2013 INAUGURATION

MACC aims to keep inauguration secure

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While hundreds of the thousands gather on the National Mall to watch President Obama take the oath of office next week, the people in the Emergency Communications Command Center will be watching for threats. The MACC is in a secret location away from the Mall and wired into every camera feed and everything that’s happening in real time.

Sec. Janet Napolitano of the Dept. of Homeland Security prepares to speak Tuesday.

“We hope and plan for and anticipate a safe and secure inauguration and one that will memorable and historic,” says Sec. Janet Napolitano, Dept. of Homeland Security.

Monitors will display cameras monitoring the crowd, the ceremony and any incidents taking place. A board will be a real time incident tracker and the room will be full of people from 42 agencies – city, county, state, federal and the military.

It looks a little like mission control, but the idea is to have all of the agencies involved with the inauguration in one place so if there is an issue, everyone gets the same issue and is on the same page.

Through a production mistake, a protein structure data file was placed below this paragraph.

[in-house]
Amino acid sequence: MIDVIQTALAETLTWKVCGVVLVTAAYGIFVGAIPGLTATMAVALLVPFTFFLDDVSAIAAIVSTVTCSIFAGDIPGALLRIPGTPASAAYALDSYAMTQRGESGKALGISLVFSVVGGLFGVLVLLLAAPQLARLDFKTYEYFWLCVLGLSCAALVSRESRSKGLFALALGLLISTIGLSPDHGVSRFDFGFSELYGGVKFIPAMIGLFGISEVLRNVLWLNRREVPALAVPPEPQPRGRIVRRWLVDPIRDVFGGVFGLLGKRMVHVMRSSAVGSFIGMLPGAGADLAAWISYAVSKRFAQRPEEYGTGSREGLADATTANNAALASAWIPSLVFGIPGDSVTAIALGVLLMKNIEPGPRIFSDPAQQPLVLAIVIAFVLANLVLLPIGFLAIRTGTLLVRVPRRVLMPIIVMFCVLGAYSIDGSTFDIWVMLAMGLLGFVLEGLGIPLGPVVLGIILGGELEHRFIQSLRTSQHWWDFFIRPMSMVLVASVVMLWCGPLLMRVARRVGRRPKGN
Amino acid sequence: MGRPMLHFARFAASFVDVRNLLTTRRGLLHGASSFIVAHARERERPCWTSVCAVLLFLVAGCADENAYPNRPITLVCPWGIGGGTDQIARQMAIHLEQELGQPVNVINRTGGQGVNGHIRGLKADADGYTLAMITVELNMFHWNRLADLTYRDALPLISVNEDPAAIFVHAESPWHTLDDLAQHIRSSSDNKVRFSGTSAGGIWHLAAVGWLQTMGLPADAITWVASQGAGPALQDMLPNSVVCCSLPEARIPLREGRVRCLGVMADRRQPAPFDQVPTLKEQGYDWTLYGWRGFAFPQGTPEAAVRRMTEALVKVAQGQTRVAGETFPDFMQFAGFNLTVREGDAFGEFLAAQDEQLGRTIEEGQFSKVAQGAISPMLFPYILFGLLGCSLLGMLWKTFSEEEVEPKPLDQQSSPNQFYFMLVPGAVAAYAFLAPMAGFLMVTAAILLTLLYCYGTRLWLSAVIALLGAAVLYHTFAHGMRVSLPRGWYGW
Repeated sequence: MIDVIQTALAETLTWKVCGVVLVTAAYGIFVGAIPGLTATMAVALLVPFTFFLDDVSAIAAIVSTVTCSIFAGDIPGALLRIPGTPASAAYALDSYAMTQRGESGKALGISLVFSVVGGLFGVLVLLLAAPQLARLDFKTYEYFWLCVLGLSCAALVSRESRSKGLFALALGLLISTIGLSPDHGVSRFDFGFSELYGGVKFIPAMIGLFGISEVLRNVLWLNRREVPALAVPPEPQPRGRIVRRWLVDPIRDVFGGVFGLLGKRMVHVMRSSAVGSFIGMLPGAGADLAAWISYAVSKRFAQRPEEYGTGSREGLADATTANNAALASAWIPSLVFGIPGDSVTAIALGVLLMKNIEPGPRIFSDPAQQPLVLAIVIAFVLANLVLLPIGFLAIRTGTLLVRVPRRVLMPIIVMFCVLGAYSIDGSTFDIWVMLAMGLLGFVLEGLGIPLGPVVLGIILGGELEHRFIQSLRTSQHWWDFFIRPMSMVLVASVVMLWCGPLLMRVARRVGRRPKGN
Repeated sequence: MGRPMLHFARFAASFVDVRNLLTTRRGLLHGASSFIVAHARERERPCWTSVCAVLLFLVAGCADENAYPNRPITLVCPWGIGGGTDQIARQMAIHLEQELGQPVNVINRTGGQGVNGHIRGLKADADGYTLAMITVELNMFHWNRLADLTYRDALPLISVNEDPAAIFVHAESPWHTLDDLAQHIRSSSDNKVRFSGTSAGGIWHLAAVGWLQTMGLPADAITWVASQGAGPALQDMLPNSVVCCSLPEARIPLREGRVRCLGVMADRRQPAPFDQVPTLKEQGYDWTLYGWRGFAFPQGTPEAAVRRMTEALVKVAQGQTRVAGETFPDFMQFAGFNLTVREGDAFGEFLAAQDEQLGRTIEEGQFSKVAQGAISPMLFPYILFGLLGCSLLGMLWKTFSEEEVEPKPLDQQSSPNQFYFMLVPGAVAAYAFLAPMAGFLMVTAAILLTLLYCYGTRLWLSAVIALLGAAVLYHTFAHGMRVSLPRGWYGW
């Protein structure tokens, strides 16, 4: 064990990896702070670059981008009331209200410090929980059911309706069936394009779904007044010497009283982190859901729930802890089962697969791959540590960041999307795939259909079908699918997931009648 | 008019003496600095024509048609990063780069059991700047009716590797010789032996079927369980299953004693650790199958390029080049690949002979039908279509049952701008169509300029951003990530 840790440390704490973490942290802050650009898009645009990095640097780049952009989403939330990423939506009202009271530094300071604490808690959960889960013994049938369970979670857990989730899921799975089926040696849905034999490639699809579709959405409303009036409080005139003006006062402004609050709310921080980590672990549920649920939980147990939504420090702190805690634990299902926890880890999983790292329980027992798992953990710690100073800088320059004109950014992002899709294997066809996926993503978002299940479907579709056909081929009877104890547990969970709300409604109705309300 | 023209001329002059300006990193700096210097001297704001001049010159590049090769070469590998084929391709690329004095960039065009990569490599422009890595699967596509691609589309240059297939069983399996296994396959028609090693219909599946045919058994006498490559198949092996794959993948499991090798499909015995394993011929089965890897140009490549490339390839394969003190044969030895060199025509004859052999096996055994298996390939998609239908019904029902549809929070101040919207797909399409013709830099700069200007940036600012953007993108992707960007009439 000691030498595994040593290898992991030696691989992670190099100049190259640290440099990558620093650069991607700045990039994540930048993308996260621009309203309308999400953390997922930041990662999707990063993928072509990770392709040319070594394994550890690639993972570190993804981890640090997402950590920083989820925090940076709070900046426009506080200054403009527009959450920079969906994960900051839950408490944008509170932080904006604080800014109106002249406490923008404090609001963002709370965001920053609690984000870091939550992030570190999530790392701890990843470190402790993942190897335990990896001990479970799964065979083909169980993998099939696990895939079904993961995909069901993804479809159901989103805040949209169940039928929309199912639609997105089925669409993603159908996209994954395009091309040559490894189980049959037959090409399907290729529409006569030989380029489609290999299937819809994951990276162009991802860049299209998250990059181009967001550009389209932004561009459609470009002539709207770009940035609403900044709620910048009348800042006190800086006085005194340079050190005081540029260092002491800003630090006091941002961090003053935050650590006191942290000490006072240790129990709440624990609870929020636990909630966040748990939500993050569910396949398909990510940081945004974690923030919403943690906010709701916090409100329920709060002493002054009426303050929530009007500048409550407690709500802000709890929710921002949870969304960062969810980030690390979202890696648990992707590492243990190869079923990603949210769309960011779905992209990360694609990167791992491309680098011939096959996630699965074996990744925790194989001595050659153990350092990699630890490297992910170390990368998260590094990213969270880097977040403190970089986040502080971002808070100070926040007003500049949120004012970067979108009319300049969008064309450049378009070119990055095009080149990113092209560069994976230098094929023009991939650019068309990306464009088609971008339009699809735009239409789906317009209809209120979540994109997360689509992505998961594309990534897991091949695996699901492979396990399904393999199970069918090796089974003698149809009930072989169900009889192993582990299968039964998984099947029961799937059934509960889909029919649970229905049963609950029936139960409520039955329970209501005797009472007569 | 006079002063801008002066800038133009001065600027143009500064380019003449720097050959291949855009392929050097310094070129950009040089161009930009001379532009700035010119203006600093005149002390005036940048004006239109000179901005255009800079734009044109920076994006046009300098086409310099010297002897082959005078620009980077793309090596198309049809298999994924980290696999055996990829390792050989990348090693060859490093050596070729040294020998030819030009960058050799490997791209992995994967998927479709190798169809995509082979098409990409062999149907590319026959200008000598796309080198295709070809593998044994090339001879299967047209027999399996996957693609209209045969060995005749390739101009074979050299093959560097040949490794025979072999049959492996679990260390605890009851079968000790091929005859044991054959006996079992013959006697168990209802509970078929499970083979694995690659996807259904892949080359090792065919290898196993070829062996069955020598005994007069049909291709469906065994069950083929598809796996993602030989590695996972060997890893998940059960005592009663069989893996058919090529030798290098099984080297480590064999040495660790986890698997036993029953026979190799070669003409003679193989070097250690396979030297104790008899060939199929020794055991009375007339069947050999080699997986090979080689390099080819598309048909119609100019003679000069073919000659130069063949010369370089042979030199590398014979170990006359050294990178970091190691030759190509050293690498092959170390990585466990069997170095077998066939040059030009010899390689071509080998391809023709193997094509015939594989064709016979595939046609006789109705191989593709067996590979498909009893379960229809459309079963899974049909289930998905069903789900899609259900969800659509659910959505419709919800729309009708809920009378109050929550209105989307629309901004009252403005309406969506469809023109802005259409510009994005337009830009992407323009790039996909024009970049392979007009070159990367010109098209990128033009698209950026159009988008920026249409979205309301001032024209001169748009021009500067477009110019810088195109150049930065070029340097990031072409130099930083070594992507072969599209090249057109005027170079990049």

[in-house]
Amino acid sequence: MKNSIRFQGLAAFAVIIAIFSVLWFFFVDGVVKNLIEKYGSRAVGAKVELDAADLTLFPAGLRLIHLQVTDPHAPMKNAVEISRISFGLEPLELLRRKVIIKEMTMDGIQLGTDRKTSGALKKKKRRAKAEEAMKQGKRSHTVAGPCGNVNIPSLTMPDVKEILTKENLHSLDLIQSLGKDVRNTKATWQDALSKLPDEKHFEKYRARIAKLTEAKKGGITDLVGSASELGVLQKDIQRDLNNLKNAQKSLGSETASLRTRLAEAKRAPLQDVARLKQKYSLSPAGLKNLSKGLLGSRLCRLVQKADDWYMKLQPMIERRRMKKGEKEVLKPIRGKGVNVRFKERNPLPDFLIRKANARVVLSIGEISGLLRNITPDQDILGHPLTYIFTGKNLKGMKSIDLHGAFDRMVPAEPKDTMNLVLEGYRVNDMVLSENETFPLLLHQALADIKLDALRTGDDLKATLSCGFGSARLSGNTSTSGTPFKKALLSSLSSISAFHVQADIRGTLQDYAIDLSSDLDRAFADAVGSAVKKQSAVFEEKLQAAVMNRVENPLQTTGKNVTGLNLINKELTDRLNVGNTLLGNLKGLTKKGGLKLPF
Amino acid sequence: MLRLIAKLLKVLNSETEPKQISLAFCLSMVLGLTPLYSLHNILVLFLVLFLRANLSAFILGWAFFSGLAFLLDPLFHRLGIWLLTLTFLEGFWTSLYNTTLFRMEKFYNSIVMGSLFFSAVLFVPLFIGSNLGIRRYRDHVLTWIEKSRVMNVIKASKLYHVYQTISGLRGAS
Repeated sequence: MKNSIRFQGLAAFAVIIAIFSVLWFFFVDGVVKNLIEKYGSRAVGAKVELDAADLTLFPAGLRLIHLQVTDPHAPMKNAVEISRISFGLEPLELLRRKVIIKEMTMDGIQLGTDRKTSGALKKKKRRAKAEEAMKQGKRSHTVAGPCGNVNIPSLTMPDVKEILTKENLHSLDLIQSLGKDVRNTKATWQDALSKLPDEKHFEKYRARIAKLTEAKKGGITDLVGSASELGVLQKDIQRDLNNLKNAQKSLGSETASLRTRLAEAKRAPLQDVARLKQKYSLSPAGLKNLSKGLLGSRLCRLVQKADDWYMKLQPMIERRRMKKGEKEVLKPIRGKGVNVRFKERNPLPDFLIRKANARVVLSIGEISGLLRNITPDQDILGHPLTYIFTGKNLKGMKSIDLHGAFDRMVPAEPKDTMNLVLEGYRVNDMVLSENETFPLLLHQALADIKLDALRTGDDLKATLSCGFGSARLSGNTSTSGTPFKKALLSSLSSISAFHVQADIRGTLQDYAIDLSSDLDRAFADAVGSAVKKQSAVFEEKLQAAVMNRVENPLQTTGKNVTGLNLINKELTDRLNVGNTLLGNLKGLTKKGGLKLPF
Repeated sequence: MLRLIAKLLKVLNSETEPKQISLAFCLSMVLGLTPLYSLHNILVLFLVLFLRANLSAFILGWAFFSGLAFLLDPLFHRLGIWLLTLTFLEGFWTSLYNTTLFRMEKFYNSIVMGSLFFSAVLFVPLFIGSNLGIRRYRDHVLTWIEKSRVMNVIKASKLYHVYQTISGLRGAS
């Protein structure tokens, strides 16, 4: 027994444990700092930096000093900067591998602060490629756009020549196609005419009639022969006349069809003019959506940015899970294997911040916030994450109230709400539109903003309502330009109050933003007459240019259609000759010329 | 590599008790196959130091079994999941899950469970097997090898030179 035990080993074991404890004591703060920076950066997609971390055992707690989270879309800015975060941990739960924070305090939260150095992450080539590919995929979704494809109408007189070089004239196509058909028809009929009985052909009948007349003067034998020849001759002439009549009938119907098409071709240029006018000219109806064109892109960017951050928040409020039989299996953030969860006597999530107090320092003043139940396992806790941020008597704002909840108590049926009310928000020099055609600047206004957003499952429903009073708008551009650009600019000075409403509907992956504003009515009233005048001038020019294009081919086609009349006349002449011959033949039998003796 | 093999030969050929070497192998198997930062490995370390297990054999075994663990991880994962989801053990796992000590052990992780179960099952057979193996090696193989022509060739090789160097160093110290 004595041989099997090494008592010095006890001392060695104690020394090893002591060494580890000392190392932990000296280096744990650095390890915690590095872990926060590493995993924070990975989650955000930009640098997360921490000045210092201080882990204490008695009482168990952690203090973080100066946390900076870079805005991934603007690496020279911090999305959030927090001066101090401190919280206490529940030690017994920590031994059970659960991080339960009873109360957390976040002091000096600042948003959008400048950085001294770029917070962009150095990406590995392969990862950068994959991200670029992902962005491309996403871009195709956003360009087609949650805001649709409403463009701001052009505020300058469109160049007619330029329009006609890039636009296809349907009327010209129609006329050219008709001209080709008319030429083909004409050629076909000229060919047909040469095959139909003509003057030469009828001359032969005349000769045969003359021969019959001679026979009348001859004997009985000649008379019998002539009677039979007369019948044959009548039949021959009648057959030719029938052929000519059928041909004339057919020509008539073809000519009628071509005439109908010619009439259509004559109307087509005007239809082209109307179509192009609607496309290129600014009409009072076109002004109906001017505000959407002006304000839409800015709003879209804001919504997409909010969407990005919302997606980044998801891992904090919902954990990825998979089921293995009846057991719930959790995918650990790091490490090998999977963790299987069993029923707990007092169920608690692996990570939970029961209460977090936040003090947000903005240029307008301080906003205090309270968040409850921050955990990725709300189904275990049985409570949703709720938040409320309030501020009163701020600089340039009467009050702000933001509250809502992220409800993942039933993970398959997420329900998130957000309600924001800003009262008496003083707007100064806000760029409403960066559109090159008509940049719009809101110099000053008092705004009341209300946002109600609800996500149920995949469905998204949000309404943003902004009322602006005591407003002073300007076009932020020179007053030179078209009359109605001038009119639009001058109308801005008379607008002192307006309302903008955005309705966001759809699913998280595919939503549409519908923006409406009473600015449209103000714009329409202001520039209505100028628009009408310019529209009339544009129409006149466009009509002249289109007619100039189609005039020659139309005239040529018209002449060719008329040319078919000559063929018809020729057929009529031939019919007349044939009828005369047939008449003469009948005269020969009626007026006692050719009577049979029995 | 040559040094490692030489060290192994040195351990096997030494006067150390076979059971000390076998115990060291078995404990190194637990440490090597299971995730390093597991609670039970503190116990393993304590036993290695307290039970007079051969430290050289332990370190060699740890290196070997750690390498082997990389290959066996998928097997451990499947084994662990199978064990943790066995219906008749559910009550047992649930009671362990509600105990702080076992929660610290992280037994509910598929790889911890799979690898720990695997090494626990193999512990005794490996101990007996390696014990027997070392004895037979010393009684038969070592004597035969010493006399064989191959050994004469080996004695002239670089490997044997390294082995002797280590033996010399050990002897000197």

“Collaboration with MPD, Capitol Police, Park Police, federal agencies, the FBI, it brings to light all those things and information is passed along a lot quicker,” says Chief Michael Taborn, Metro Transit Police.

One of the biggest changes from 2009 is communication with the public after all those people got stuck in the 3rd St. tunnel.

“There will be such a different feel when you come down this time for the inauguration. There are way finders, volunteers that will help direct people, we will have mobile apps you can follow,” says Chief Cathy Lanier, Metropolitan Police.

Hopefully that aids in a repeat of 2009 – no arrests or security-related incidents.

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